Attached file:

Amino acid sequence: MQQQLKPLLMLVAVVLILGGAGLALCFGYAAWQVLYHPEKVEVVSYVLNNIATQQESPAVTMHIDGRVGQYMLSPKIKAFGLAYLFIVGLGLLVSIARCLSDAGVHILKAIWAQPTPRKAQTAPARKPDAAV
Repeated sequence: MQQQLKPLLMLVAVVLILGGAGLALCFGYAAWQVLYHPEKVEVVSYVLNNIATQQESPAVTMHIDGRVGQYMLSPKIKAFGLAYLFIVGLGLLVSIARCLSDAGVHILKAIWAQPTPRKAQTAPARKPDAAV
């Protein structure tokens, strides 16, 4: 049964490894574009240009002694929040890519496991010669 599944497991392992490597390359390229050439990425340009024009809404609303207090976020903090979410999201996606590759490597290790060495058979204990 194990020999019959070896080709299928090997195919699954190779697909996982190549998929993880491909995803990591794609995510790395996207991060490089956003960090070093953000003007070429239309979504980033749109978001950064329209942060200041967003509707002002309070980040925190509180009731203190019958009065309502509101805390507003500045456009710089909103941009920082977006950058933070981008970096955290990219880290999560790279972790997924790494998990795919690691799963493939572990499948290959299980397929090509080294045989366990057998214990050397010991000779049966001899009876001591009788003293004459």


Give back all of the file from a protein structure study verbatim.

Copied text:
Amino acid sequence: MQQQLKPLLMLVAVVLILGGAGLALCFGYAAWQVLYHPEKVEVVSYVLNNIATQQESPAVTMHIDGRVGQYMLSPKIKAFGLAYLFIVGLGLLVSIARCLSDAGVHILKAIWAQPTPRKAQTAPARKPDAAV
Repeated sequence: MQQQLKPLLMLVAVVLILGGAGLALCFGYAAWQVLYHPEKVEVVSYVLNNIATQQESPAVTMHIDGRVGQYMLSPKIKAFGLAYLFIVGLGLLVSIARCLSDAGVHILKAIWAQPTPRKAQTAPARKPDAAV
């Protein structure tokens, strides 16, 4: 049964490894574009240009002694929040890519496991010669 599944497991392992490597390359390229050439990425340009024009809404609303207090976020903090979410999201996606590759490597290790060495058979204990 194990020999019959070896080709299928090997195919699954190779697909996982190549998929993880491909995803990591794609995510790395996207991060490089956003960090070093953000003007070429239309979504980033749109978001950064329209942060200041967003509707002002309070980040925190509180009731203190019958009065309502509101805390507003500045456009710089909103941009920082977006950058933070981008970096955290990219880290999560790279972790997924790494998990795919690691799963493939572990499948290959299980397929090509080294045989366990057998214990050397010991000779049966001899009876001591009788003293004459």